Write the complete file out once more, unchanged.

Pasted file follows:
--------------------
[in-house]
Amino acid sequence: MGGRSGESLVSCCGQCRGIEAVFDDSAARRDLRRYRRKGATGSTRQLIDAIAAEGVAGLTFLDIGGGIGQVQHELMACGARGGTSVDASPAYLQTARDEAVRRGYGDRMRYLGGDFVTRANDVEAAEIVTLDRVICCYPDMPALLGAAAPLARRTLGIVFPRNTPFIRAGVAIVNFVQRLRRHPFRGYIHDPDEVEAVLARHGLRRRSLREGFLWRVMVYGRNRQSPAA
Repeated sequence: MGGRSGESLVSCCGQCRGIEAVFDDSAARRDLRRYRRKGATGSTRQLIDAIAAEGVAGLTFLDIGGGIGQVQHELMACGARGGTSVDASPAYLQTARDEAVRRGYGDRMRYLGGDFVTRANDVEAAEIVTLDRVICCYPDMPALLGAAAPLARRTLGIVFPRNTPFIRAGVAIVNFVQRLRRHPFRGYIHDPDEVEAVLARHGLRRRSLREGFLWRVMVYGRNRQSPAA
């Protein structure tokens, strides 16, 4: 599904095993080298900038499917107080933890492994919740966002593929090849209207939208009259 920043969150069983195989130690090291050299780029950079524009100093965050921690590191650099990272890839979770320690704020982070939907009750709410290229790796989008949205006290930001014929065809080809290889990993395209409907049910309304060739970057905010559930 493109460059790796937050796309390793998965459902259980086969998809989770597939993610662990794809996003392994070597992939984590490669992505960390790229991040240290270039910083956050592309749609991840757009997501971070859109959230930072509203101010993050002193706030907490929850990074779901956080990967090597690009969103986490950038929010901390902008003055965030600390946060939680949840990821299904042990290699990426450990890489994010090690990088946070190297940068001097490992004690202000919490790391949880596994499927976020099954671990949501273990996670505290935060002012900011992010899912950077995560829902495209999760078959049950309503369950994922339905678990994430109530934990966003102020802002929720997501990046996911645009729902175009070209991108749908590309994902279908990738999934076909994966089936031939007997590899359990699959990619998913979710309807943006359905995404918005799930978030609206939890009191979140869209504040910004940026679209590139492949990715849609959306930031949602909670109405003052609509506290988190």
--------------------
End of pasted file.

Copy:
[in-house]
Amino acid sequence: MGGRSGESLVSCCGQCRGIEAVFDDSAARRDLRRYRRKGATGSTRQLIDAIAAEGVAGLTFLDIGGGIGQVQHELMACGARGGTSVDASPAYLQTARDEAVRRGYGDRMRYLGGDFVTRANDVEAAEIVTLDRVICCYPDMPALLGAAAPLARRTLGIVFPRNTPFIRAGVAIVNFVQRLRRHPFRGYIHDPDEVEAVLARHGLRRRSLREGFLWRVMVYGRNRQSPAA
Repeated sequence: MGGRSGESLVSCCGQCRGIEAVFDDSAARRDLRRYRRKGATGSTRQLIDAIAAEGVAGLTFLDIGGGIGQVQHELMACGARGGTSVDASPAYLQTARDEAVRRGYGDRMRYLGGDFVTRANDVEAAEIVTLDRVICCYPDMPALLGAAAPLARRTLGIVFPRNTPFIRAGVAIVNFVQRLRRHPFRGYIHDPDEVEAVLARHGLRRRSLREGFLWRVMVYGRNRQSPAA
């Protein structure tokens, strides 16, 4: 599904095993080298900038499917107080933890492994919740966002593929090849209207939208009259 920043969150069983195989130690090291050299780029950079524009100093965050921690590191650099990272890839979770320690704020982070939907009750709410290229790796989008949205006290930001014929065809080809290889990993395209409907049910309304060739970057905010559930 493109460059790796937050796309390793998965459902259980086969998809989770597939993610662990794809996003392994070597992939984590490669992505960390790229991040240290270039910083956050592309749609991840757009997501971070859109959230930072509203101010993050002193706030907490929850990074779901956080990967090597690009969103986490950038929010901390902008003055965030600390946060939680949840990821299904042990290699990426450990890489994010090690990088946070190297940068001097490992004690202000919490790391949880596994499927976020099954671990949501273990996670505290935060002012900011992010899912950077995560829902495209999760078959049950309503369950994922339905678990994430109530934990966003102020802002929720997501990046996911645009729902175009070209991108749908590309994902279908990738999934076909994966089936031939007997590899359990699959990619998913979710309807943006359905995404918005799930978030609206939890009191979140869209504040910004940026679209590139492949990715849609959306930031949602909670109405003052609509506290988190």